If you're as dismayed as I am by the growing tendency of the American people to give their assent to aberrations like homosexual marriage, get ready for even bigger surprises-and disappointments. And as you process all that, remember this: The issue isn't so much what people believe and don't believe. The big issue is where they ground those beliefs.
I headed this morning back to the front door area of the local Wal-Mart to do a little "shoe-leather reporting." I'd spent the weekend in Washington, D.C., and heard the beltway spin on a dozen topics. I'd read the latest surprises from the Gallup poll, suggesting that the American people are more pro-life than they've been in years. Now I wanted to talk to a few of these Americans face-to-face. Where better to do that than at the blue-collar crossroads of the nation?
So I set out to ask 50 Wal-Mart shoppers two simple questions: Do you favor or oppose having the state of North Carolina give married status to homosexual partners? What is the basis for your position? And, to "upscale" my survey a bit, I added half an hour each in front of Best Buy and Office Depot.
Now let me admit a little deviousness in my process-a little method in my madness. I have worked professionally enough with the science of sampling to know that there is absolutely no significance to my survey. Even if all 50 respondents fell in one direction or the other, I wouldn't really have much to report to you other than a human-interest anecdote. It wouldn't tell you anything at all definitive about American society today, about North Carolinians in general, or Monday morning shoppers in particular.
What I really wanted was frankly something of a setup. I hoped I might identify at least a dozen people who said, in one sense or another, that they favored extending marriage rights to homosexuals-just so that I could then ask them the second question, and then, most pointedly, a third.
So here's what actually happened. Out of the 50 people who answered my first query, 31 said they want the state of North Carolina to hold to traditional laws and restrict marriage to heterosexuals. They based that preference on everything from tradition to pragmatism to God-given standards.
Five folks said, in varying terms, that they didn't feel qualified to answer. "Who am I to say?" they pled helplessly.
The other 14 were pretty forthright in lending their support to a change in state law that would give the privileges of marriage to homosexuals. That figure didn't at all surprise me-and I stress again its statistical meaninglessness.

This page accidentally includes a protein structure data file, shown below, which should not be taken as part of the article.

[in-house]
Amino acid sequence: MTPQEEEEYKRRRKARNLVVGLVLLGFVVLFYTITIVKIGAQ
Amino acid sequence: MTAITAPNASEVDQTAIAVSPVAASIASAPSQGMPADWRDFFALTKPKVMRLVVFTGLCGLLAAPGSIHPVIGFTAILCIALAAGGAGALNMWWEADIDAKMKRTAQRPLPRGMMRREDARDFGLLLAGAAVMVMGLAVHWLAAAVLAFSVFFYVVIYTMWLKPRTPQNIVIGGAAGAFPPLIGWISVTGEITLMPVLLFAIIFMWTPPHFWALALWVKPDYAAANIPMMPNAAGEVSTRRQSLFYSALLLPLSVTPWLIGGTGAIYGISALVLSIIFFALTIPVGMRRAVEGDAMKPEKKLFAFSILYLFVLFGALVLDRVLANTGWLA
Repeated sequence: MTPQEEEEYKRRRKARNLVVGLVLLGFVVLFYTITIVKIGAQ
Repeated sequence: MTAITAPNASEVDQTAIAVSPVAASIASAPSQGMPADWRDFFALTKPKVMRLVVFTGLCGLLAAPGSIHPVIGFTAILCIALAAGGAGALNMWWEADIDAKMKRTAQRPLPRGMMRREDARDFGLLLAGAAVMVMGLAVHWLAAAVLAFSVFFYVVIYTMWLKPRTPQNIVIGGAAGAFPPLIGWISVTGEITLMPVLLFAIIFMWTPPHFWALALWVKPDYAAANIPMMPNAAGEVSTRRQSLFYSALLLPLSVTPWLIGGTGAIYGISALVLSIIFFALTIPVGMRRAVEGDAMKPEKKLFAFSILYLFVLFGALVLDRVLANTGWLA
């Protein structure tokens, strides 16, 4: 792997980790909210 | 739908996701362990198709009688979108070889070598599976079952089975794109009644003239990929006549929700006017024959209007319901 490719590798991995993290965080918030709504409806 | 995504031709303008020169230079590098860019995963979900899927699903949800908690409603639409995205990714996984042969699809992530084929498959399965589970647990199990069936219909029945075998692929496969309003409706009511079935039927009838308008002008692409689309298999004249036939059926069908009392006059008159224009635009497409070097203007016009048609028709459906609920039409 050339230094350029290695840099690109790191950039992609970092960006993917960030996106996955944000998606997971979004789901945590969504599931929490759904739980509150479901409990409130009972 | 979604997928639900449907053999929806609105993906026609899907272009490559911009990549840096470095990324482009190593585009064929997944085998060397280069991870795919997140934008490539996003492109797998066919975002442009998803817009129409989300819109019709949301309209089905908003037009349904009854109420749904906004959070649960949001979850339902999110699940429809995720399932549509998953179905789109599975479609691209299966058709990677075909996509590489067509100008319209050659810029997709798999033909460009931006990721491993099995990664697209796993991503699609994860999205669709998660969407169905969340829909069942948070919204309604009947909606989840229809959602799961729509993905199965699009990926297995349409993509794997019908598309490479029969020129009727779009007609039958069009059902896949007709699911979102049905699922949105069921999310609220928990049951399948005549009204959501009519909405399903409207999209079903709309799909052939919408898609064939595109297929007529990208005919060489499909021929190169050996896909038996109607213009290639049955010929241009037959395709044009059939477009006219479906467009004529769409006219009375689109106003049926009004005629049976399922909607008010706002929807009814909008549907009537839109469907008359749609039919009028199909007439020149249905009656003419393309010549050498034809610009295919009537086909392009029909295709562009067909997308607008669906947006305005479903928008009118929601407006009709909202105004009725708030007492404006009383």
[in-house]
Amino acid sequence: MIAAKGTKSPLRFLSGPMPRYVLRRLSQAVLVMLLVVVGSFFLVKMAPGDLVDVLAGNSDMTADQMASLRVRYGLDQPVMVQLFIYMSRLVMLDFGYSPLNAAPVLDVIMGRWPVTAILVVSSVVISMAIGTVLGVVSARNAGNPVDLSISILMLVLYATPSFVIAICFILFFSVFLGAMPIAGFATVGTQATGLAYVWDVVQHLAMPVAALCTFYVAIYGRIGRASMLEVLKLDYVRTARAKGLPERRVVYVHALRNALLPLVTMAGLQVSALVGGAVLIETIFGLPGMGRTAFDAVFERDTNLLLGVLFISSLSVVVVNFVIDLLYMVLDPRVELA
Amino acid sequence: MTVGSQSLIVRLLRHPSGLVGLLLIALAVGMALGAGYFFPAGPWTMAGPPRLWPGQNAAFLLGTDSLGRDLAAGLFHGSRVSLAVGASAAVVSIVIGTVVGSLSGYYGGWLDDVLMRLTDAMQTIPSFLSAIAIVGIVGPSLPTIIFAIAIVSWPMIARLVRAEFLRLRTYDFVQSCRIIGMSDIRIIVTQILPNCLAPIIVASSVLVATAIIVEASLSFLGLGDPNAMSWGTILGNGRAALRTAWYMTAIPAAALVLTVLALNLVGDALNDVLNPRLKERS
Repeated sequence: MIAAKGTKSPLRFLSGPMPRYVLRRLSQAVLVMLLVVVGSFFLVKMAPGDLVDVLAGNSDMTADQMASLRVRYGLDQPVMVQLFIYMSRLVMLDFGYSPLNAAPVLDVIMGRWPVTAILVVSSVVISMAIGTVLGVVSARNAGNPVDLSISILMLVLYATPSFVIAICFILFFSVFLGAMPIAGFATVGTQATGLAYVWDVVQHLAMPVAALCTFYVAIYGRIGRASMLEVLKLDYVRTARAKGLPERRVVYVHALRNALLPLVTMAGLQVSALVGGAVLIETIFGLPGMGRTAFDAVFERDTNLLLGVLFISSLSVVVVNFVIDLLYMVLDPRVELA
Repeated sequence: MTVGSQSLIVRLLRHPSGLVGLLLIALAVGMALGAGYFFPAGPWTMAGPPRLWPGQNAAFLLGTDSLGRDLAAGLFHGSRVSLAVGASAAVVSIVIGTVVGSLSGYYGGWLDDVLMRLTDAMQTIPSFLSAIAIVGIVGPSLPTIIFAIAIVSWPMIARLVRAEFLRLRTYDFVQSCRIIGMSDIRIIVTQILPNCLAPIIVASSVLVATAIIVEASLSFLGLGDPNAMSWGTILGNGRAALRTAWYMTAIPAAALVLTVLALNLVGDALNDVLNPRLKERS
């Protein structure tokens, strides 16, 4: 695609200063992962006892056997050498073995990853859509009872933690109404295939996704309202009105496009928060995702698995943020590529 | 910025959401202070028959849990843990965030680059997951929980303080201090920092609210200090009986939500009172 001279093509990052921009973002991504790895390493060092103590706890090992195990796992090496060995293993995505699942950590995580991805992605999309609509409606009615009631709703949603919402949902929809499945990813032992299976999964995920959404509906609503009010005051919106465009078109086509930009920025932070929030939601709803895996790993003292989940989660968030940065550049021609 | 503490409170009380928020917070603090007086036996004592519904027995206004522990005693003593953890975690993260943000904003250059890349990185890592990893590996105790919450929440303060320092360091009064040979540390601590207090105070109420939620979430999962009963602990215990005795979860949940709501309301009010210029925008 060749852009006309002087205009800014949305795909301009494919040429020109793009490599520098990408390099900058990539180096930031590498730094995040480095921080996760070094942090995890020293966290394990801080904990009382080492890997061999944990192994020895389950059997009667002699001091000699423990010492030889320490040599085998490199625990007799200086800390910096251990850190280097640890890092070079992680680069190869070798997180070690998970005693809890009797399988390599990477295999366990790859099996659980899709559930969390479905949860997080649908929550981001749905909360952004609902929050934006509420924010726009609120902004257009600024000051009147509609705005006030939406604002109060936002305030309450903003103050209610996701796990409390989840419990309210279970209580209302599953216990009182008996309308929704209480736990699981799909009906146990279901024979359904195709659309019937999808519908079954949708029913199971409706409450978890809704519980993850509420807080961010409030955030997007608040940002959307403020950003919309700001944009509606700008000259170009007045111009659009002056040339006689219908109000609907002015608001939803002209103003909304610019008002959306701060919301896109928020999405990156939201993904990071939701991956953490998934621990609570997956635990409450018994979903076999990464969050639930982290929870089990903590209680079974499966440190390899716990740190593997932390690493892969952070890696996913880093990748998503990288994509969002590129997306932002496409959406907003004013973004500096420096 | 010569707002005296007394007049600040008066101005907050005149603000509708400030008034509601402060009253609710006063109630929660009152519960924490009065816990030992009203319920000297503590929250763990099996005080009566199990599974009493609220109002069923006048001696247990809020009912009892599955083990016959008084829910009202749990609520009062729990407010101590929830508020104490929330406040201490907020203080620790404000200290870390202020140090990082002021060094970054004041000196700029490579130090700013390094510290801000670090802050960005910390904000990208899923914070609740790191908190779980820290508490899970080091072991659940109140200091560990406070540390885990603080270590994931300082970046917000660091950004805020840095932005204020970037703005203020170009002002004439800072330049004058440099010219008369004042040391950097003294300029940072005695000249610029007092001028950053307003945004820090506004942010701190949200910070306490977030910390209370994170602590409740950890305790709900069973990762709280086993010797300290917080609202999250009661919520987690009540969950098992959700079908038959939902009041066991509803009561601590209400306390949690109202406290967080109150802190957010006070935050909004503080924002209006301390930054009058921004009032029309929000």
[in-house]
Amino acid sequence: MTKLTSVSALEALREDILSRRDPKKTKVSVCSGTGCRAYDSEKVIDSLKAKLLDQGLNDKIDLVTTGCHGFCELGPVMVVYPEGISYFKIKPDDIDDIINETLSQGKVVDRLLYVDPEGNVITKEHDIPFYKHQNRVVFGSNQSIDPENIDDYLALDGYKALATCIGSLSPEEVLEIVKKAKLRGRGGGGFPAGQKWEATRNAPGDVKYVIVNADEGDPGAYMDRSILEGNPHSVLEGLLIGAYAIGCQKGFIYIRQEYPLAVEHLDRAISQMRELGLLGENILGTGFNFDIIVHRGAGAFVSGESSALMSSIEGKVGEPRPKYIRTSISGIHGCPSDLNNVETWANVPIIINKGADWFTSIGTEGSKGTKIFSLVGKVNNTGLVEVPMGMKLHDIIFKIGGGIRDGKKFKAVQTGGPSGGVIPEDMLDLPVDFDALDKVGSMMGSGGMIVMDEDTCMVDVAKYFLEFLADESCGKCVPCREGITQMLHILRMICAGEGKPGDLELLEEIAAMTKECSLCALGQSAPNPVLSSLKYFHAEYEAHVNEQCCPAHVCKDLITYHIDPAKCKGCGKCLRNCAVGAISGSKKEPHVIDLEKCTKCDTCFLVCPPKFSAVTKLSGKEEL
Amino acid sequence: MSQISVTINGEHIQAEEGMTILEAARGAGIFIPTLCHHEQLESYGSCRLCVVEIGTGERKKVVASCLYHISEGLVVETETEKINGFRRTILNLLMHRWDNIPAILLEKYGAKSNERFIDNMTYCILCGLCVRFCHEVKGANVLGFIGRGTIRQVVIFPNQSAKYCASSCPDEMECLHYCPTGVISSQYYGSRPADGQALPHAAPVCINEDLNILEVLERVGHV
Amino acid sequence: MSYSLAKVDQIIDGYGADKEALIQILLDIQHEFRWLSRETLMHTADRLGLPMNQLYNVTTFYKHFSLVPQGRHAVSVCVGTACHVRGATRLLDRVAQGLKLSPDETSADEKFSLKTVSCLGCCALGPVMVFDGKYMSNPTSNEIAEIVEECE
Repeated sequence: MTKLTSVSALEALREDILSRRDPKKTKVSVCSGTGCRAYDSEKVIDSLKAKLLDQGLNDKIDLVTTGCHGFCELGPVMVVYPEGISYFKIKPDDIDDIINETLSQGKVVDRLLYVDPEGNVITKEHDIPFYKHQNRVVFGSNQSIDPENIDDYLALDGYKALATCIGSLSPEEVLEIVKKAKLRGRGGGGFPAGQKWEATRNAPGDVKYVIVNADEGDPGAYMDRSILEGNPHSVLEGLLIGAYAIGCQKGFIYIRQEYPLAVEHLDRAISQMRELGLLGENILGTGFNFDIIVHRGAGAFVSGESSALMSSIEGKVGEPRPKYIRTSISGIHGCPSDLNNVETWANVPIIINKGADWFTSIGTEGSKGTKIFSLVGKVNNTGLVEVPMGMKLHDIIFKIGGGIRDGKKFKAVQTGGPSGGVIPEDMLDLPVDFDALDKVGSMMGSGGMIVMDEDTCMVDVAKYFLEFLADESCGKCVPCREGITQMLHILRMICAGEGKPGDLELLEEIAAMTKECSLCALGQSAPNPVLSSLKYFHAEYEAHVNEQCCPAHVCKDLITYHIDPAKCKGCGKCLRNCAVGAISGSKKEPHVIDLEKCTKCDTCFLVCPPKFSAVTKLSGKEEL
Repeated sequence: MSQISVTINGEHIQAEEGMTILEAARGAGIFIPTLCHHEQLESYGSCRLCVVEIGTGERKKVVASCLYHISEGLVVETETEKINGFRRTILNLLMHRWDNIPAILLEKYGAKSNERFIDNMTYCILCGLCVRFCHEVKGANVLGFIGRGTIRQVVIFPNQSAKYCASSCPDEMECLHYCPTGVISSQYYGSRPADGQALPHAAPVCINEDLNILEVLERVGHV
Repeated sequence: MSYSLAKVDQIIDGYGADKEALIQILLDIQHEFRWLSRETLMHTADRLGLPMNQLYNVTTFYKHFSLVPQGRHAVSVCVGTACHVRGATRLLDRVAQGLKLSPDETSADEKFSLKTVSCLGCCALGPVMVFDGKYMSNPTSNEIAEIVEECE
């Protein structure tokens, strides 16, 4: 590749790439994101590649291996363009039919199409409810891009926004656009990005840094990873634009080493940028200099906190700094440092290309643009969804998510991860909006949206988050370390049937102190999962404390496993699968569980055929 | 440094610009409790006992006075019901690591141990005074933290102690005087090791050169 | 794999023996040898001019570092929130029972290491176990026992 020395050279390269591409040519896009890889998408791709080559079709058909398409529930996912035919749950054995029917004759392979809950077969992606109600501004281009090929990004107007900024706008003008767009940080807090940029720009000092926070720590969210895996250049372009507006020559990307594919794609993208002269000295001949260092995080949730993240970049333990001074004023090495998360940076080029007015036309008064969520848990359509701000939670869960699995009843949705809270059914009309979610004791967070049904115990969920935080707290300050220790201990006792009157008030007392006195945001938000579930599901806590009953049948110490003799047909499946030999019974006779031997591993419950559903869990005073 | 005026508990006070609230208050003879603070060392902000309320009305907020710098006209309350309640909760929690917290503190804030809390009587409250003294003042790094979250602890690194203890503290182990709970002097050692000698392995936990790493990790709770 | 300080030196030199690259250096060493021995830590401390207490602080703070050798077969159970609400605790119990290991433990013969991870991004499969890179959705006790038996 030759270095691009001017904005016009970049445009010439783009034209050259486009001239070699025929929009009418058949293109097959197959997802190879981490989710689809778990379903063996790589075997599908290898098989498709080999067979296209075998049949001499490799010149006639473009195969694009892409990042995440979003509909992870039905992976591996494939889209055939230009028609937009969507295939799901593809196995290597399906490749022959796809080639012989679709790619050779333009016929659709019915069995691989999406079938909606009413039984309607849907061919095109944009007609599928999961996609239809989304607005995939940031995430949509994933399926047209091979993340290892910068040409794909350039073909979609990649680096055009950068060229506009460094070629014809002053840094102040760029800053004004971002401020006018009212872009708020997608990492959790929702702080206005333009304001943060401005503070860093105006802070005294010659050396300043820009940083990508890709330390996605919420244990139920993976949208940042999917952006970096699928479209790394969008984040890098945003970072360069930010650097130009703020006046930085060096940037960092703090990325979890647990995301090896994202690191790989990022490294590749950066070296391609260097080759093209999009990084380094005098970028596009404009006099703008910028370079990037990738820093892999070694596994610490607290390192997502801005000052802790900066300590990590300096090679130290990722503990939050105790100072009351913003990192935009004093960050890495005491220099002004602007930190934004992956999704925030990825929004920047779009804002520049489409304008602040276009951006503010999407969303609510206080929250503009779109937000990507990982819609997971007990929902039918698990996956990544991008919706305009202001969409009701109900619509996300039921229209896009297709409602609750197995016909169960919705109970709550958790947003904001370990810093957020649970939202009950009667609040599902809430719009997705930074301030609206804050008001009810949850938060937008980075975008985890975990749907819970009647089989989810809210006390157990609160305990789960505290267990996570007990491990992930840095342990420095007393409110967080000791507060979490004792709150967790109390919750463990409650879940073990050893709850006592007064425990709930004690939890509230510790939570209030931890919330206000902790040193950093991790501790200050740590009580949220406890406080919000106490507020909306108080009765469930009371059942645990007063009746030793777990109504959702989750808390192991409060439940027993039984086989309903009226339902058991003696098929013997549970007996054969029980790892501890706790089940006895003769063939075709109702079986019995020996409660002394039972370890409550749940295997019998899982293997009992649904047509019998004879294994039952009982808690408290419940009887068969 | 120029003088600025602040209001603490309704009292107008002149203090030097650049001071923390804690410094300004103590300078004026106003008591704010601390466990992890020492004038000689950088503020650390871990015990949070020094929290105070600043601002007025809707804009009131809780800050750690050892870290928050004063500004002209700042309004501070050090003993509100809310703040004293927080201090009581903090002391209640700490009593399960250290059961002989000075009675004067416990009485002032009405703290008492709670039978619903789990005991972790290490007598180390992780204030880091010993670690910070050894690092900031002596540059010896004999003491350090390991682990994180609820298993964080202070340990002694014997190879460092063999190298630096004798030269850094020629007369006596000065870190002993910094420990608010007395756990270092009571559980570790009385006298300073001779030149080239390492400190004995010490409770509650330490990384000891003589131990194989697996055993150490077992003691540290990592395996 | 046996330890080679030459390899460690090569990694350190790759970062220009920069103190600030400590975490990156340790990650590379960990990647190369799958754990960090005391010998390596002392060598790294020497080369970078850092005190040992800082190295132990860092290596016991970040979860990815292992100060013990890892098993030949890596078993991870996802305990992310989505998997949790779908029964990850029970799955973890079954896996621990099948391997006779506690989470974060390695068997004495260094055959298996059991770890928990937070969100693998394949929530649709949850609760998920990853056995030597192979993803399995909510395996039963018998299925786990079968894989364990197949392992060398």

What did get my attention was the emptiness of these people's reasoning. None of them, thank goodness, pointed to "tradition." A few were pretty pragmatic, saying that society sooner or later has to settle for "what works." And a handful appealed, you might say, to "God-given standards"-arguing that if God made "those people that way," who are we to argue with what He does?
To all 14, though-in keeping with my overall strategy-I addressed my third simple question. "Why," I asked, "based on your justification of homosexual marriage, should North Carolina not also endorse polygamy-or even the marriage of a man and his very lovable dog?"
It's at that level of their answers, I suggest, that we might all begin to prepare for the thunderous collapse of our culture and society. In the first place, it's clear that not a single one of the 14 had ever once pondered such a matter. But much worse, they didn't care, and nothing I could say even fascinated them with the argument. "So," said the most thoughtful of the bunch, "maybe so." "Why don't you just go to hell?" snarled the one I probably wouldn't classify as the most friendly. (Nor, I should add, was that respondent in the "blue collar" subset of my sample.)
Back to the numbers, which I said are virtually insignificant. I stand by that judgment-except to note that there's no way 14 out of 50 Americans even 15 years ago would have said that homosexual marriage was an OK thing with them. Now they offer their empty approval, not because they've thought it through and come to a reasoned conclusion, but more because such pondering is just too strenuous for them. The direction of our vapid thoughtlessness is clear; only the speed of its takeover seems now in question.
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